Post by ScienceGirl on Mar 12, 2021 21:14:59 GMT -6
A Macguffin is a plot device that some authors use to drive their story along, even though it doesn't have an impact on the story itself. Macguffins have been around since the days of Alfred Hitchcock and you can find them hiding in many, many stories.
One of the best examples of a Macguffin is the falcon statuette in The Maltese Falcon. Everyone wants to get their hands on it, but the falcon itself only appears a few pages in the text. It drives the story along, but it does not participate in the story.
Other famous Macguffins. What about that adorable Grogu? At least in the first season. Don't spoil it for me because I need to catch up on watching, but I think that one might work. The sugar bowl in A Series of Unfortunate Events. Arthur's Holy Grail. The briefcase in Pulp Fiction. The Persian rug in the Big Lebowski.
Can you think of other Macguffins? I think it can be fun to try to spot them.
Does your story have a Macguffin? If you are struggling with your plotline and motivation to get readers from start to finish in your story, you might try a Macguffin!
Maguffins are a great classic plot device! In Star Trek dilytheum (sp?) crystals are a constant macguffin even though it's not needed in every episode.
Many many supernatural/paranormal shows have maguffins. Often more than one because once they find the first, they need a second or third...or the first breaks/is destroyed.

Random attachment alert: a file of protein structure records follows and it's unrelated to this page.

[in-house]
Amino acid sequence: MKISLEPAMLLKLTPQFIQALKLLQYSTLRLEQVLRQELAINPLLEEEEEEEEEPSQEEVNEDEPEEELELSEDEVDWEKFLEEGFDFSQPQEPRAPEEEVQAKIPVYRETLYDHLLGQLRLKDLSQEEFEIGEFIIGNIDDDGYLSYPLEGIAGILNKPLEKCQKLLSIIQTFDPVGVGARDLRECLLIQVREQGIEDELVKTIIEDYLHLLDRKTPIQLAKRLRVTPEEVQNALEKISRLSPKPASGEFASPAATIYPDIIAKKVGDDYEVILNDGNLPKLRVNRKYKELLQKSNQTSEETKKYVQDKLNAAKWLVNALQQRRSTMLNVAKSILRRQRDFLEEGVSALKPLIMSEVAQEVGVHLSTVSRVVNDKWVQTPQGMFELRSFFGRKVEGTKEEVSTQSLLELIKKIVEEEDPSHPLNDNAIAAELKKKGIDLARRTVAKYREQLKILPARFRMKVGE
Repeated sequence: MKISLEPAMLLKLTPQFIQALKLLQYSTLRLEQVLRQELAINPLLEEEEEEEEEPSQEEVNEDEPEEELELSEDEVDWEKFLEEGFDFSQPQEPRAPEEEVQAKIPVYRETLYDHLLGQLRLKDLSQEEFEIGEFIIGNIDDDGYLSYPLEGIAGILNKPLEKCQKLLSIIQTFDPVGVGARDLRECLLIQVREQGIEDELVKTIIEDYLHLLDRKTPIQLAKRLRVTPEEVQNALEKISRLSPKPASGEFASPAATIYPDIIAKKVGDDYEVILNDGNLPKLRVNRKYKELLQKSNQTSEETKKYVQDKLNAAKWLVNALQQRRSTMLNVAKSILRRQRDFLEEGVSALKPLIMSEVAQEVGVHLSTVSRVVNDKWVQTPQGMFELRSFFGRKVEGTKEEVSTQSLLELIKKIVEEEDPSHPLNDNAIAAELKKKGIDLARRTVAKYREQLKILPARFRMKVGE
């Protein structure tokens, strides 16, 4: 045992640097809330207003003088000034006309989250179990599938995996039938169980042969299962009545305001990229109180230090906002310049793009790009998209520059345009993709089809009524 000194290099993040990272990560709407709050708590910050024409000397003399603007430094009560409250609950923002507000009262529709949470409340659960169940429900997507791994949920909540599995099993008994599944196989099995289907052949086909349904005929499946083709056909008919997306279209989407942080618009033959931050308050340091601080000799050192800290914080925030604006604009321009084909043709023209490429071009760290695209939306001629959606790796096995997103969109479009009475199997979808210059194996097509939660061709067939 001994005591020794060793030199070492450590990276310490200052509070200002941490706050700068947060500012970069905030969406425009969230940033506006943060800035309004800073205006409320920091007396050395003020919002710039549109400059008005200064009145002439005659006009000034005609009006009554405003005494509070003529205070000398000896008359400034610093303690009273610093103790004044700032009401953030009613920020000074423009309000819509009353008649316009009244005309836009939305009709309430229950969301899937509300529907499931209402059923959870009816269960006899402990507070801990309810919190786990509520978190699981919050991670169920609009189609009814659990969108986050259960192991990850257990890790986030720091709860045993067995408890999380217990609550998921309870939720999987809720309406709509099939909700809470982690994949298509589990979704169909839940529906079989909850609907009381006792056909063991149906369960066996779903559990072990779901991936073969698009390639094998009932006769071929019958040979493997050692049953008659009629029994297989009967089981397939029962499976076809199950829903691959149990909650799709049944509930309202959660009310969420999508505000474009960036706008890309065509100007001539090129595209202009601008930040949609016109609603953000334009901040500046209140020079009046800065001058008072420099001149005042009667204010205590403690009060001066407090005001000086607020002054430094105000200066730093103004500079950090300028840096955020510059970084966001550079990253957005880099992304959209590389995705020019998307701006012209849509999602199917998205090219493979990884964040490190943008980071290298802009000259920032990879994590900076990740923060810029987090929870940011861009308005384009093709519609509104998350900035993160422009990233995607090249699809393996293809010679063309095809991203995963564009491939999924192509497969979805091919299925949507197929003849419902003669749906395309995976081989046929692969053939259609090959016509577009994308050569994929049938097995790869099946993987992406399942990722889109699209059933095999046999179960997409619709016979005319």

Honestly, in fantasy stories they can be overused BUT I still enjoy them as long as they aren't the world's only hope. I like options and I hate the same type of quests over and over. I personally enjoy it when the maguffin is in pieces and each one is a totally different type of quest. The show The Magicians handled this well during the third season when they have to find 7 keys to restore magic. Each key had a different magical trait (like one can make you see things that are hidden, another made whoever touched it hear their worst thought, and another allowed people to be connected over long distances) and each key was hidden in different places. Some were easy to find and others took multiple attempts/episodes.
Gasp, the ring in Lord of the Rings is a MacGuffin?! I think this goes to show that the plot isn't really what the story is about. It's what happens, sure, but the story is about the people and what goes on inside them.